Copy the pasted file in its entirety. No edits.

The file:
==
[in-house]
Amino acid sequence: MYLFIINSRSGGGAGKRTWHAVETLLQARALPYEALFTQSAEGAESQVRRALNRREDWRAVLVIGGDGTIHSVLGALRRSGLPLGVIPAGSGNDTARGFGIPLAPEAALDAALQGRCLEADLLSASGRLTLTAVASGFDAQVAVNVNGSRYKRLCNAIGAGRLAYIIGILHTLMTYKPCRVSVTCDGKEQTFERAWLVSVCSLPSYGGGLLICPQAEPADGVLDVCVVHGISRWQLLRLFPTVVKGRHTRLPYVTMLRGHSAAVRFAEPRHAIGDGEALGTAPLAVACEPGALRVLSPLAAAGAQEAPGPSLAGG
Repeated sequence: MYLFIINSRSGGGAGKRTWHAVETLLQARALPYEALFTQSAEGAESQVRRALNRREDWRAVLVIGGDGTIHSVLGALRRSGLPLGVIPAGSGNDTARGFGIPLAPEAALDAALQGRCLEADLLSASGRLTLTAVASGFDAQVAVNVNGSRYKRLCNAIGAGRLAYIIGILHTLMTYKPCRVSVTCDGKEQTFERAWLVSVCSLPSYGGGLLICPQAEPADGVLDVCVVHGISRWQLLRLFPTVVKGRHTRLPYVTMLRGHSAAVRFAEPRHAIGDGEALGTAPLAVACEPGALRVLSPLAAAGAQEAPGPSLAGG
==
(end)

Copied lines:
[in-house]
Amino acid sequence: MYLFIINSRSGGGAGKRTWHAVETLLQARALPYEALFTQSAEGAESQVRRALNRREDWRAVLVIGGDGTIHSVLGALRRSGLPLGVIPAGSGNDTARGFGIPLAPEAALDAALQGRCLEADLLSASGRLTLTAVASGFDAQVAVNVNGSRYKRLCNAIGAGRLAYIIGILHTLMTYKPCRVSVTCDGKEQTFERAWLVSVCSLPSYGGGLLICPQAEPADGVLDVCVVHGISRWQLLRLFPTVVKGRHTRLPYVTMLRGHSAAVRFAEPRHAIGDGEALGTAPLAVACEPGALRVLSPLAAAGAQEAPGPSLAGG
Repeated sequence: MYLFIINSRSGGGAGKRTWHAVETLLQARALPYEALFTQSAEGAESQVRRALNRREDWRAVLVIGGDGTIHSVLGALRRSGLPLGVIPAGSGNDTARGFGIPLAPEAALDAALQGRCLEADLLSASGRLTLTAVASGFDAQVAVNVNGSRYKRLCNAIGAGRLAYIIGILHTLMTYKPCRVSVTCDGKEQTFERAWLVSVCSLPSYGGGLLICPQAEPADGVLDVCVVHGISRWQLLRLFPTVVKGRHTRLPYVTMLRGHSAAVRFAEPRHAIGDGEALGTAPLAVACEPGALRVLSPLAAAGAQEAPGPSLAGG